Friday, May 11, 2012

Seriously, though, this is actually one more argument for the irrationality of action and life.

Sometimes you only know what you're leaving after you've left it.

I think the human perspective is so easily warped, so subjective, so limited in scope if potentially grand in accuracy, detail, and understanding, that sometimes you only perceive by retreating, abandoning, moving away...

And the sayings go that you'll only miss it when it's gone, but I think another case is true. Sometimes only in thrashing to get away do you realize precisely how necessary your escape was.

Some quantum mechanical part of my brain says that I've changed what I left, but I really don't think we change things fundamentally. The attacker does not get to say "you made me do this!" as he holds down a throat or pins a knee. Because all of us have the option to let others go.

Anyway, the first line was the only part I saw clearly of all this. Break free, friends. Sometimes that's the only way you'll see it clearly.


  1. I'm trying, Cuneyt. I'm trying.

  2. I think there's a counter-argument: there is no escape. You take your body and self with you everywhere. Everything is fucking contingent - something our Marxist friends refuse to accept, to their enduring shame. Letting do is one thing, maybe. But escape? I don't believe in unicorns...

  3. Jack, if you want to expand the point to absurdity, you're right. After all, we can't escape the universe, so escape is impossible.

    Or, if I see the world as a series of cages, each nested within others, I can see that there are some cages we can escape while still being held in others.

    I made a very small statement.

  4. I don't think it's too absurd to notice that most notions of escape are leftovers from Christian and Platonic and Vedic influences, and that they invariably come wrapped in equally odious ideas about progress and perfectibility.

  5. No, that's not absurd. But is that to say that I'm talking about progress and perfectibility? No. I sure hope that's what you mean.

    If you see me talking about a kind of escape and want to critique other notions of escape, feel free. I might as easily note that when you talk about justice or retaliation for cruelty, abuse, and so on, when you talk about executing the predators and the rapists, that you might echo Romano-Christian notions of punishing the defeated in war.

    But there we aren't actually discussing things, but likening the others' statements to other, more terrible things.

    So let me come back to a point. Are you accusing me of being a metaphysical escapist, a crypto-Christian? If so, please tell me. Because I was talking about knowing about abuse and domination after you've left the orbit of a person or institution or idea that's kept you down. I can talk about that without endorsing notions of total escape.

  6. Cuneyt,

    I'm not really addressing the very personal, above. Just the notion of escape, which lingers or holds on tenaciously, as the times vary, as remnants from mystical and religious doctrines which dominated societies, institutions, family beliefs and social mores for thousands of years.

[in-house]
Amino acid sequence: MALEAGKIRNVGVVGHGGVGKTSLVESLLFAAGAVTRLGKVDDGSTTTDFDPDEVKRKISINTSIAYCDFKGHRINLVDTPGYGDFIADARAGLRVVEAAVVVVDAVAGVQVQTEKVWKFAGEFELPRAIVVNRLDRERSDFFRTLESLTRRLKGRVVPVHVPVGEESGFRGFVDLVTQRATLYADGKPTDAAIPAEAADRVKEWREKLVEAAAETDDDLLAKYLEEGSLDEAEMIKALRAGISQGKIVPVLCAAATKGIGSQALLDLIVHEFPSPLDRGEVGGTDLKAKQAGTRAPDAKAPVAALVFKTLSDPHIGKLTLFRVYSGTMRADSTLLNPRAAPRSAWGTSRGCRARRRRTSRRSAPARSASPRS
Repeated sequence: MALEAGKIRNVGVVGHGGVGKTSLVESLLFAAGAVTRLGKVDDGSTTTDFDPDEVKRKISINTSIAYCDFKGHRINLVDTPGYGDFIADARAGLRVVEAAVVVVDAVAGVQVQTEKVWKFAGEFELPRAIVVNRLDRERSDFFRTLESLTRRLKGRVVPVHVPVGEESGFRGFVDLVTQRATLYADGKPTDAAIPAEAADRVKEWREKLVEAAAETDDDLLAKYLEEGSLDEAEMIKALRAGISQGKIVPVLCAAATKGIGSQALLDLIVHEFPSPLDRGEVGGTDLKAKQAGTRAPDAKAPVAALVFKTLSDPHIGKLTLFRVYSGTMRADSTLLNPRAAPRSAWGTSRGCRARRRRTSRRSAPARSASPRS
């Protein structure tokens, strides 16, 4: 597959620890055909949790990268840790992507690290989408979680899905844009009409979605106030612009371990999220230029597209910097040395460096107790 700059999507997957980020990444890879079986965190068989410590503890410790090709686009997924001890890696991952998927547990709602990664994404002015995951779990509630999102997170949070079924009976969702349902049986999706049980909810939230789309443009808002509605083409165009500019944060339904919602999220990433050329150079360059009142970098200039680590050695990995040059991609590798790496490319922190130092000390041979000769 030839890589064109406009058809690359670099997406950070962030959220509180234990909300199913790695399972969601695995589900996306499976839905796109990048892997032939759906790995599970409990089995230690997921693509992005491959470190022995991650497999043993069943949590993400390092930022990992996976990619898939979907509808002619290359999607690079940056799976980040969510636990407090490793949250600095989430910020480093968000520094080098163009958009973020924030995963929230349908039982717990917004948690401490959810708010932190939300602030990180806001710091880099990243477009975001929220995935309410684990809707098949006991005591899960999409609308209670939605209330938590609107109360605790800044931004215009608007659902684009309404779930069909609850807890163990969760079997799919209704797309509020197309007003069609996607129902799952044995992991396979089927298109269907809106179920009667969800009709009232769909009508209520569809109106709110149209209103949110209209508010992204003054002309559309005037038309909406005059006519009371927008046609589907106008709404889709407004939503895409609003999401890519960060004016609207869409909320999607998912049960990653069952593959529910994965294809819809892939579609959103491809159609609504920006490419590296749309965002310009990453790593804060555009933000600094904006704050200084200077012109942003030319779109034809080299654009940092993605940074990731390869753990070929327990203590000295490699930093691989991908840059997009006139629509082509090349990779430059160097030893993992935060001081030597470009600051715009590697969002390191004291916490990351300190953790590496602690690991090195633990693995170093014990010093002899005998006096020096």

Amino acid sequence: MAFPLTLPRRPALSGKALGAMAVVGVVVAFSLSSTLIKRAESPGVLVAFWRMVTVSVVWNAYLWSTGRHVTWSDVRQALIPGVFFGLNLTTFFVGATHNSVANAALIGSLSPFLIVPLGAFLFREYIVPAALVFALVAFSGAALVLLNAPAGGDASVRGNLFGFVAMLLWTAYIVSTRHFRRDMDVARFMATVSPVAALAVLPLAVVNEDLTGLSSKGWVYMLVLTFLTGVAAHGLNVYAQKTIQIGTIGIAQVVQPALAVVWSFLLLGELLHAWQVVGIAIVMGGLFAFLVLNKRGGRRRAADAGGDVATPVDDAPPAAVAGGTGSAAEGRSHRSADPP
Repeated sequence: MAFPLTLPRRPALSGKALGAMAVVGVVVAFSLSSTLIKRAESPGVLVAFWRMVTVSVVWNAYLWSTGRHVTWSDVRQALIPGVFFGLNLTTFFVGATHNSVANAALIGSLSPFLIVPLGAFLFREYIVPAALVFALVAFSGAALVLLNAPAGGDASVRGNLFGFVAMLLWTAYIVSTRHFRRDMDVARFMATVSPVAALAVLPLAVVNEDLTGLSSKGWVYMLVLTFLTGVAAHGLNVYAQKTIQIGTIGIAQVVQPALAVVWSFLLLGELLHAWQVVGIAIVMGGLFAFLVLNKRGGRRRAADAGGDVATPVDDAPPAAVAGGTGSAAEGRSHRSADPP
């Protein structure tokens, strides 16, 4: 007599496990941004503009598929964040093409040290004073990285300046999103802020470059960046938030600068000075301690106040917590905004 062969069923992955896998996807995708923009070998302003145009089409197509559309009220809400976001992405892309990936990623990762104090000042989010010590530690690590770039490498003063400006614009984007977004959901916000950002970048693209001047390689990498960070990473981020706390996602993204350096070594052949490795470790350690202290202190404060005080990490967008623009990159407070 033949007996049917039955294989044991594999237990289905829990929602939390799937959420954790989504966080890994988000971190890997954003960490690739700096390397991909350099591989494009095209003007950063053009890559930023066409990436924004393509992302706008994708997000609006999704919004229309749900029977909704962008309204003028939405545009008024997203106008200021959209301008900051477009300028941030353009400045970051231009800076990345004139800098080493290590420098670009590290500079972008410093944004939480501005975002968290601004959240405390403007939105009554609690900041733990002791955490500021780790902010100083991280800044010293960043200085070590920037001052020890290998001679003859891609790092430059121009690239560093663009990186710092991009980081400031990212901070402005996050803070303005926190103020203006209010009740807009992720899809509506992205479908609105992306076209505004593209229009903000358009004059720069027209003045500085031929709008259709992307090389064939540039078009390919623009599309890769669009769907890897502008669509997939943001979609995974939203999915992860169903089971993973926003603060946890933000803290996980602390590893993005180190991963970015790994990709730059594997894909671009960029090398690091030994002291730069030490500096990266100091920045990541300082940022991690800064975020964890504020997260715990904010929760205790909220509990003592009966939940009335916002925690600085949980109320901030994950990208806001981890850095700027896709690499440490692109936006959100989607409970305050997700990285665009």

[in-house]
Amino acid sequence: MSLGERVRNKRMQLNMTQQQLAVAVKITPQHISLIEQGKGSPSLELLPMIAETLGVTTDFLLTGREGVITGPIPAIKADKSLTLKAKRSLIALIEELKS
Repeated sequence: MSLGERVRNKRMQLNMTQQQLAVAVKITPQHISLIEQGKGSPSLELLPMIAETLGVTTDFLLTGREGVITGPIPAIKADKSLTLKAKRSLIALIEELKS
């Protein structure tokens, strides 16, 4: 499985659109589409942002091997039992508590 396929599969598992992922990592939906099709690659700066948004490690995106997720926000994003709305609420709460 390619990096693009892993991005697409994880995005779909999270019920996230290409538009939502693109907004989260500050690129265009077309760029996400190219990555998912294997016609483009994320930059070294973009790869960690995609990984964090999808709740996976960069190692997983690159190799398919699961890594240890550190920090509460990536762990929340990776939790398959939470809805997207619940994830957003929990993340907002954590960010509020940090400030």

It's my observation that the very notion of the exit from trouble, or oppression, or despotism, or abuse is a remnant of transcendentalist or universalist mysticism. Where there wasn't an abiding celestial narrative of transmigration or heavenly exit, the notion of escape (even from cage to cage) did not take as strong a root as it has in other cultures than our own.

    Look at it epistemologically, perhaps: we are discussing how we believe what we know, and know what we believe about the possible, or the range of human choices, yes? These notions are largely cultural inheritances, passed by edification through family, rite, schooling.

    For those of us in the Christian West - the decay of Christendom, in fact - there is a powerful and seductive tradition of viewing problems as tests, as means of escape to a higher realm of existence. Even in our secular society, where notions of heaven have become more subtle and sublimated, we still maintain a culture wide set of beliefs about moral improvement, of ascension to better living, value, worth, power.

    It is my argument that we act out these beliefs without necessarily consciously deciding on them as beliefs. You framed the personal, above, as a matter of perspective through exit, as a way of looking back to clarify the absence of a past domination.

    I'm not suggesting at all that this makes you a crypto-Christian - but that perhaps the idea of exit, itself an inheritance, does not maybe correspond so much to observable data, but to the heritage of tradition that comes from being raised in a culture which conceives, generally, of advancement, relief, progress, progression, liberation as an escape from toil, mirroring the preceding belief in resurrection and redemption as an exit from the sinful body.

    Perhaps, Cuneyt, the observable data suggests an alternative, is the gist of my waste of your time: that it is not in the turning away that we gain perspective, but in the embrace of the contingent, including abuse and domination, that we learn to overcome it...

  7. should be "in cultures like our own."